Art, in its purest form, has always been the space of liberation, whether that is personal, social, or political. Many would argue that these are inherently intertwined. For the subjects of Laura Arten’s documentary on queer artists, I AM, this is certainly demonstrated. The 26-minute documentary delves into and celebrates the lives and work of artists from as far back as the 19th century who dared to—in an almost matter-of-factly way, going by the film’s presentation—express themselves honestly in their gender and sexual identities.
Nine artists—Jackie Curtis (voiced by Nicholas Gorham), Toyen (Dani Martineck), Lili Elbe (Shakira Searle), Greer Lankton (Fran McClellan), Quentin Crisp (Drew De Carvalho), Angela Morley (Caryn O’Bryant), Catherine Jeffrey Jones (Pooya Mohseni), Claude Cahun (Flo Ankah), and Marlow Moss (Debbie Irwin)—are brought to life through excellent voiceovers, making for a more engaging experience than what impersonal narration would have produced. In fact, the film is the product of a number of interesting creative choices, shifting ever so slightly the narrative of historical LGBTQ+ figures from mere tales of tragedy. It does not gloss over the instability brought into the artists’ lives by two world wars, but the mood is strictly that of honouring and celebrating each of these nine artists who preferred not to compromise; there is discernible pride in their portrayals by the voice actors.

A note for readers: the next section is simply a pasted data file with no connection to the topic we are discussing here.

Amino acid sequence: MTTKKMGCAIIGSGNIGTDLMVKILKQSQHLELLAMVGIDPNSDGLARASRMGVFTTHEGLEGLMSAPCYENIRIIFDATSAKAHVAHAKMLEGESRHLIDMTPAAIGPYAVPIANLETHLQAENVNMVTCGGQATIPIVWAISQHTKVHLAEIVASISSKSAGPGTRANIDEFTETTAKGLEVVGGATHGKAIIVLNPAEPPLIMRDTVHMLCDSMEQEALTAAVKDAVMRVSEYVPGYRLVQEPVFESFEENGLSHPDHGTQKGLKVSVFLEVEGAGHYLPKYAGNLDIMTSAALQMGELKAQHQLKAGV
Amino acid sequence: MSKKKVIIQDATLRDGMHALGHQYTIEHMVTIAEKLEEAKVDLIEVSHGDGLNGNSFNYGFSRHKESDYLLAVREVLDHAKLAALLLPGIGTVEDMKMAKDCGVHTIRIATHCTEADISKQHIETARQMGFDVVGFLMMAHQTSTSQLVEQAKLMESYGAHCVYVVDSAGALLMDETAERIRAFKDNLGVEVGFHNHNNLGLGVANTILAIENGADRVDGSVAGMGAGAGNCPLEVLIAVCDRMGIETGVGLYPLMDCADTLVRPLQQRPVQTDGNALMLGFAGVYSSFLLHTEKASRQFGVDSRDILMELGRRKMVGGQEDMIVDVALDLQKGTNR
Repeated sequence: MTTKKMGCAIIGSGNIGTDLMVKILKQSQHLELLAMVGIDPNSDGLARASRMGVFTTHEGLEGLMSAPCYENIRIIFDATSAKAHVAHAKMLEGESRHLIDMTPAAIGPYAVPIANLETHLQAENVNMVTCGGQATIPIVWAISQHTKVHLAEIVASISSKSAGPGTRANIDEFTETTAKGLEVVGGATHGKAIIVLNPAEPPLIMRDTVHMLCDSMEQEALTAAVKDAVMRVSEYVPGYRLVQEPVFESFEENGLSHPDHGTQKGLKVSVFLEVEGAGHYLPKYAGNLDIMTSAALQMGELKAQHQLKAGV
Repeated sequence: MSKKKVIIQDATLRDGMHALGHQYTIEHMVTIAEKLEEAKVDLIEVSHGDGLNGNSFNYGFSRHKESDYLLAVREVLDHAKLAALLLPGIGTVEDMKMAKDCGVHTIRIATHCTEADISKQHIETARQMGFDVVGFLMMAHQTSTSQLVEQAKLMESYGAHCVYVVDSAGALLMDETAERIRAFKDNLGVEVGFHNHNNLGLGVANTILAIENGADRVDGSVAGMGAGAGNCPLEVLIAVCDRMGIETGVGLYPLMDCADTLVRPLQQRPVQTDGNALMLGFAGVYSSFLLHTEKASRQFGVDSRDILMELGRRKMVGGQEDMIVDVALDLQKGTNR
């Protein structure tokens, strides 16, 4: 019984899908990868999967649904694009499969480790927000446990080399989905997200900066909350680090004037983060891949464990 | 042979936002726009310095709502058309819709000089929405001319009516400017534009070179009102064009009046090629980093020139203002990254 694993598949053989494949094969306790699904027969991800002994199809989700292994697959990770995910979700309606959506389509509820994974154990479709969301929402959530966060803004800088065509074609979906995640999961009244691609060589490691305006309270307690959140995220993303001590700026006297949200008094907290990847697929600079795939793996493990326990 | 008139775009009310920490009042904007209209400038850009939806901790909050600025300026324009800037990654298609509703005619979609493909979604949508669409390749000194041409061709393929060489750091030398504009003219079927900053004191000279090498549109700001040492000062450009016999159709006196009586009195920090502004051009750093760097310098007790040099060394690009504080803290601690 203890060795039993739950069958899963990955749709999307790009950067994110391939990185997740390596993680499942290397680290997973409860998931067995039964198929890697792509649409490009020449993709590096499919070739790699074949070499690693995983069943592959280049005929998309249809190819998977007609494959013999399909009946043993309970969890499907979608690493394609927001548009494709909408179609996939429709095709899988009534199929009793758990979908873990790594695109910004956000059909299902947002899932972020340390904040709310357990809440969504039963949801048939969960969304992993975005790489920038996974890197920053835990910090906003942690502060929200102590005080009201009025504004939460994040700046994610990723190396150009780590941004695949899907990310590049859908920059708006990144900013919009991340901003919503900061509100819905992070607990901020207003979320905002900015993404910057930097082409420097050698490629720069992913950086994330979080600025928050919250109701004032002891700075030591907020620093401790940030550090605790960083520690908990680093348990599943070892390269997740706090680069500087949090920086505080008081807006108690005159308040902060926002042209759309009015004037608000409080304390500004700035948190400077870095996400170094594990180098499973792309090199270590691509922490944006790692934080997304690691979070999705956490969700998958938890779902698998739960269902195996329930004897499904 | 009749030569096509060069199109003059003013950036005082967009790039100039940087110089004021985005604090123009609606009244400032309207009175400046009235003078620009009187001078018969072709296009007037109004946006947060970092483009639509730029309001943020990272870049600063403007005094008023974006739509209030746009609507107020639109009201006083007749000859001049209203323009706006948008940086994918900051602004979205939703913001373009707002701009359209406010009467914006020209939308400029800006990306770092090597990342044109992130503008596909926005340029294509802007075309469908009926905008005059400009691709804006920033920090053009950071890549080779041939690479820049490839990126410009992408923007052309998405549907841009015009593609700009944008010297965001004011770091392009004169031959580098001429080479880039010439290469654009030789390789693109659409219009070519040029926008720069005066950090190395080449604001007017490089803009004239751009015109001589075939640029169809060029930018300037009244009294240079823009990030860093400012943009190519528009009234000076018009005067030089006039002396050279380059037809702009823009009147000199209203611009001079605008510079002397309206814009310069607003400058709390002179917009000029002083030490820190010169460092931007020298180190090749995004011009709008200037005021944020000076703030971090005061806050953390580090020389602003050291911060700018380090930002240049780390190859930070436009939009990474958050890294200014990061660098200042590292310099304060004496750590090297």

For visuals, Arten chose archival pictures and person-specific footage where possible, and the rest consist of period-specific footage of events (the two wars, for example) and landscape. Robert Miller’s original composition is sometimes derivative of Shigeru Umebayashi’s work on In The Mood For Love; the influence further elevates and deepens the effect of the narrative.
The historical othering of those who do not and did not conform to a set of gender and sexual conventions may not have begun with the visual medium, but it undeniably caused insidious harm whose roots now run deep. I AM belongs to those works which have sought to undo that damage, and there is arguably no better way to do so, especially now, in the age of the image.
Watch I AM Documentary Trailer
I AM: Strong Tribute To Pioneering Queer Artists